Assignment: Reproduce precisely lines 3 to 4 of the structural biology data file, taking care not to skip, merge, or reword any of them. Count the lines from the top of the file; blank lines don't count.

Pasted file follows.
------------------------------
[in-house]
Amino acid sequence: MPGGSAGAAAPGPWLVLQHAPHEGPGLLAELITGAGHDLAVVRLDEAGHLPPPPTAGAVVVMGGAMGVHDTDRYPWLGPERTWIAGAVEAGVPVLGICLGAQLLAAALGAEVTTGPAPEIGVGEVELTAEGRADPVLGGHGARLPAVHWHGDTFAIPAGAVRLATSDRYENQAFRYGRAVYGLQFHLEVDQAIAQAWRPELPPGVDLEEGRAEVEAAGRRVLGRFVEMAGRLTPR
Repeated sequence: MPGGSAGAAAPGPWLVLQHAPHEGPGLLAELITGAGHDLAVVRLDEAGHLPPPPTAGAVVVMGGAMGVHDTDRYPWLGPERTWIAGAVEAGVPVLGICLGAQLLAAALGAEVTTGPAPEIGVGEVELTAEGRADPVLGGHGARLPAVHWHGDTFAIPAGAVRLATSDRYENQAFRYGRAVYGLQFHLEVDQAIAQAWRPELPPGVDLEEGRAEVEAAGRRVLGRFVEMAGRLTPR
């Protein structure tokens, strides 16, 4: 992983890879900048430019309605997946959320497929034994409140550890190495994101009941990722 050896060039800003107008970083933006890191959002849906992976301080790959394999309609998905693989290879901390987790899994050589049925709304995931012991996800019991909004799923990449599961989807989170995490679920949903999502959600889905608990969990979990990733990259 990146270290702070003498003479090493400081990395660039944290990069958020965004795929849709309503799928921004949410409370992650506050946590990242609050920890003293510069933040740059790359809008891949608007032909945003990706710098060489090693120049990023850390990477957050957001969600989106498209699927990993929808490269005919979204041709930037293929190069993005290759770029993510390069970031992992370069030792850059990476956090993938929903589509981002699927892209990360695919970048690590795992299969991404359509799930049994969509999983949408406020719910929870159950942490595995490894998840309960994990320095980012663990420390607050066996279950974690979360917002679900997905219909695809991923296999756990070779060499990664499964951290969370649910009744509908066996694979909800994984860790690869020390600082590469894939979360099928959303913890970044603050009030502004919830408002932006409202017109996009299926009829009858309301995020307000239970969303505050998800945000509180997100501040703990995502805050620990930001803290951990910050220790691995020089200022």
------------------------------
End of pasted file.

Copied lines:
Repeated sequence: MPGGSAGAAAPGPWLVLQHAPHEGPGLLAELITGAGHDLAVVRLDEAGHLPPPPTAGAVVVMGGAMGVHDTDRYPWLGPERTWIAGAVEAGVPVLGICLGAQLLAAALGAEVTTGPAPEIGVGEVELTAEGRADPVLGGHGARLPAVHWHGDTFAIPAGAVRLATSDRYENQAFRYGRAVYGLQFHLEVDQAIAQAWRPELPPGVDLEEGRAEVEAAGRRVLGRFVEMAGRLTPR
């Protein structure tokens, strides 16, 4: 992983890879900048430019309605997946959320497929034994409140550890190495994101009941990722 050896060039800003107008970083933006890191959002849906992976301080790959394999309609998905693989290879901390987790899994050589049925709304995931012991996800019991909004799923990449599961989807989170995490679920949903999502959600889905608990969990979990990733990259 990146270290702070003498003479090493400081990395660039944290990069958020965004795929849709309503799928921004949410409370992650506050946590990242609050920890003293510069933040740059790359809008891949608007032909945003990706710098060489090693120049990023850390990477957050957001969600989106498209699927990993929808490269005919979204041709930037293929190069993005290759770029993510390069970031992992370069030792850059990476956090993938929903589509981002699927892209990360695919970048690590795992299969991404359509799930049994969509999983949408406020719910929870159950942490595995490894998840309960994990320095980012663990420390607050066996279950974690979360917002679900997905219909695809991923296999756990070779060499990664499964951290969370649910009744509908066996694979909800994984860790690869020390600082590469894939979360099928959303913890970044603050009030502004919830408002932006409202017109996009299926009829009858309301995020307000239970969303505050998800945000509180997100501040703990995502805050620990930001803290951990910050220790691995020089200022």